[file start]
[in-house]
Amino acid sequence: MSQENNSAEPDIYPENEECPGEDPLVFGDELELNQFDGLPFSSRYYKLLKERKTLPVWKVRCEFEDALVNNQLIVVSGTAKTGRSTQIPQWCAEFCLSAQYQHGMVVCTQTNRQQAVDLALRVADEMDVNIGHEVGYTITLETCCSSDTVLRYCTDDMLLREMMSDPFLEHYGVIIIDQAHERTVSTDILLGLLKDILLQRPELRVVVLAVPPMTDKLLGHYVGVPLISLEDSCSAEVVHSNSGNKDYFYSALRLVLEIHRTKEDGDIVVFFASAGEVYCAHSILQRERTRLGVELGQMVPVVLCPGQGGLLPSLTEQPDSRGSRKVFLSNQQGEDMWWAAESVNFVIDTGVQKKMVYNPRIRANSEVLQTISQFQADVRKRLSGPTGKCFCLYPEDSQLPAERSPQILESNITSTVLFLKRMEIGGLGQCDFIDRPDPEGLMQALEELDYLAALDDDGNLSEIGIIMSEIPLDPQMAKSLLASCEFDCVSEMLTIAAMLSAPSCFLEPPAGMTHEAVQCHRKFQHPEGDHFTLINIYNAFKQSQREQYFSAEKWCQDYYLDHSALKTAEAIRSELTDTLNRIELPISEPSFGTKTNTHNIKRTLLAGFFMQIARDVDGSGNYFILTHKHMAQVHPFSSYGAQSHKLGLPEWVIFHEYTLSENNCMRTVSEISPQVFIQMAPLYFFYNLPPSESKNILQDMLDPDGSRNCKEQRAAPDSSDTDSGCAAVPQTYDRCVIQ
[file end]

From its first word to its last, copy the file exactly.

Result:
[in-house]
Amino acid sequence: MSQENNSAEPDIYPENEECPGEDPLVFGDELELNQFDGLPFSSRYYKLLKERKTLPVWKVRCEFEDALVNNQLIVVSGTAKTGRSTQIPQWCAEFCLSAQYQHGMVVCTQTNRQQAVDLALRVADEMDVNIGHEVGYTITLETCCSSDTVLRYCTDDMLLREMMSDPFLEHYGVIIIDQAHERTVSTDILLGLLKDILLQRPELRVVVLAVPPMTDKLLGHYVGVPLISLEDSCSAEVVHSNSGNKDYFYSALRLVLEIHRTKEDGDIVVFFASAGEVYCAHSILQRERTRLGVELGQMVPVVLCPGQGGLLPSLTEQPDSRGSRKVFLSNQQGEDMWWAAESVNFVIDTGVQKKMVYNPRIRANSEVLQTISQFQADVRKRLSGPTGKCFCLYPEDSQLPAERSPQILESNITSTVLFLKRMEIGGLGQCDFIDRPDPEGLMQALEELDYLAALDDDGNLSEIGIIMSEIPLDPQMAKSLLASCEFDCVSEMLTIAAMLSAPSCFLEPPAGMTHEAVQCHRKFQHPEGDHFTLINIYNAFKQSQREQYFSAEKWCQDYYLDHSALKTAEAIRSELTDTLNRIELPISEPSFGTKTNTHNIKRTLLAGFFMQIARDVDGSGNYFILTHKHMAQVHPFSSYGAQSHKLGLPEWVIFHEYTLSENNCMRTVSEISPQVFIQMAPLYFFYNLPPSESKNILQDMLDPDGSRNCKEQRAAPDSSDTDSGCAAVPQTYDRCVIQ